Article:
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Julie Komenda recently rediscovered her passion for batik, in which the artist accepts that anything can happen.
By LOGAN NEILL
Published May 4, 2007
[Times photo: Danny Ghitis]
Julie Komenda displays a batik piece, Cactus No. 1, at her Brooksville home. She paints using a resist process, in which wax covers portions of the work while other areas are being color cast.
Julie Komenda describes the batik process as the ultimate a leap of faith. Forget expectations, she says. The finished product a batik artist gets seldom arrives exactly as planned.
For Komenda, who has worked in the medium for more than 30 years, the joy of creating batiks comes from the uncertainty involved.
"There's a lot of serendipity to it, " said the Spring Hill artist, who will be among the exhibitors this weekend at the Hernando Fine Arts Council's Art, Craft and Music Festival in Brooksville.
"It's different from painting with oils or acrylics because of the different steps involved. It has its own challenges that can affect the outcome of the piece. So you keep working at it until it satisfies you."
Komenda enjoys taking the basic batik process to adventurous heights. Her meticulously crafted pieces have a vibrant - almost Impressionist - look to them and are characterized by an abundance of color and depth that give them a fluid quality.
The batik process, which dates to ancient Indonesia, is fairly simple. Using a tool called a tjanting, Komenda "paints" a design on a thick sheet of hand-laid rice paper using a mixture of paraffin and beeswax. Next, she adds layers of colored acrylic paint. Then, she manipulates the paper to create "crinkles" that allow darker colors to invade the lighter ones. Finally, the wax areas where the color is resisted are washed away using hot water or steam.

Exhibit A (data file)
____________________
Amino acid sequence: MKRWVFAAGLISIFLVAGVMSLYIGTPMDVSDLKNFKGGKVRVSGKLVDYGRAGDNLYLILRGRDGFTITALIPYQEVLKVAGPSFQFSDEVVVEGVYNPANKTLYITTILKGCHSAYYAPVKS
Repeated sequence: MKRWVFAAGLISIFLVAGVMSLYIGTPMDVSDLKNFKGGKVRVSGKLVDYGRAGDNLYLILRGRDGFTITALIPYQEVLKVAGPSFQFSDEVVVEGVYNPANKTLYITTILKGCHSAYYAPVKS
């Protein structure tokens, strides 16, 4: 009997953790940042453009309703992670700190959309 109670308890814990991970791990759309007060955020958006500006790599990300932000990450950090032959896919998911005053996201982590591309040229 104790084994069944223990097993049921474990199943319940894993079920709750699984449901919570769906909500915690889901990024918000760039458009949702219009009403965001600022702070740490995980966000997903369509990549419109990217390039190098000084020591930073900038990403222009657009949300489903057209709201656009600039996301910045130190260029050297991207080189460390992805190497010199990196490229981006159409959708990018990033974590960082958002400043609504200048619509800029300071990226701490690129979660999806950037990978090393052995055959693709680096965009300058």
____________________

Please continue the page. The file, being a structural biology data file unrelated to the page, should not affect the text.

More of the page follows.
Komenda may repeat the process as many as a dozen times to get the hues and textures she's after. When mounted between plates of glass, the images, which are opaque, take on almost three-dimensional quality.
Komenda's first encounters with the process came when she was a teenager growing up in Miami in the late 1960s, when the burgeoning rock 'n' roll scene was giving birth to self-made fashions such as tie-dyeing, macrame and batik. A few simple projects eventually led her to create not only portraits but striking fabrics for clothing as well.
Though she flirted with the idea of studying art, Komenda decided instead to pursue an teaching degree in English at the University of South Florida. While in college, she met and married her husband Chris, a career military man who was stationed in the southwest. However, as the demands of career and family increased, Komenda grew farther from her artistic passion.
"I stayed away for 20 years because I just didn't feel inspired, " Komenda said. "One day I just woke up and said, 'It's time to get back to it.' "
Komenda's return to her art began in 2002 with a portrait of Colorado Avalanche hockey goaltender Patrick Roy, whom she had long admired. Team management so liked the work that it was chosen to adorn a game program that year.
With her creative spark once again lit, Komenda embarked on an ambitious effort to expand the horizons of her craft that continues today. In addition to experiments with different paints and dyes, she is exploring the use of a variety of multifiber papers.
"I've always felt that this was a medium that was wide open, " Komenda offered. "That's why I love it so much. Every day brings an opportunity to dig a little deeper."
The Hernando County Fine Arts Council's 23rd Annual Art, Craft and Music Festival will be held from 9 a.m. to 5 p.m. Saturday and Sunday at Tom Varn Park in Brooksville. The event is free to the public. Call 797-7402 for information.